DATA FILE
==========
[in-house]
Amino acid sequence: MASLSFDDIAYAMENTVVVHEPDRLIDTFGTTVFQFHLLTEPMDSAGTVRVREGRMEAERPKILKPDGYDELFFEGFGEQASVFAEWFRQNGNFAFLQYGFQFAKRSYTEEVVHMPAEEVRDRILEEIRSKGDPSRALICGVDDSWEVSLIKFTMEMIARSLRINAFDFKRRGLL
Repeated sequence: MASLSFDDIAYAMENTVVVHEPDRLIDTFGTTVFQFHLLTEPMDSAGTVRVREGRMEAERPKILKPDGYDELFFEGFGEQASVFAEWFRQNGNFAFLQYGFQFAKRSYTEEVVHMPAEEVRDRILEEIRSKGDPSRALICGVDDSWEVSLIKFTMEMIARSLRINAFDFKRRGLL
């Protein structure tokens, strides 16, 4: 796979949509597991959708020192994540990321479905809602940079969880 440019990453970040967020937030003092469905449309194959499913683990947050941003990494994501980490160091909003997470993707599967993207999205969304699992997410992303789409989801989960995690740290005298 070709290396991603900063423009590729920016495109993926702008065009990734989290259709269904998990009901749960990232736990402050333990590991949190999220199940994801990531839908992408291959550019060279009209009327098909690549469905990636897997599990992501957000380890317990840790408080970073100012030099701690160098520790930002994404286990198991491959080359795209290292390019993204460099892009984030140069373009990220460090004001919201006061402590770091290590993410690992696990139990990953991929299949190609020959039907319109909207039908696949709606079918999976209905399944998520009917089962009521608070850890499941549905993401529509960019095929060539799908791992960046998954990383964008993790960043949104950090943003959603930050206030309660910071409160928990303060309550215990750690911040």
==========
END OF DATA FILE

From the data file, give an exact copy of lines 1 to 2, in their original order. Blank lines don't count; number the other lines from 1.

[in-house]
Amino acid sequence: MASLSFDDIAYAMENTVVVHEPDRLIDTFGTTVFQFHLLTEPMDSAGTVRVREGRMEAERPKILKPDGYDELFFEGFGEQASVFAEWFRQNGNFAFLQYGFQFAKRSYTEEVVHMPAEEVRDRILEEIRSKGDPSRALICGVDDSWEVSLIKFTMEMIARSLRINAFDFKRRGLL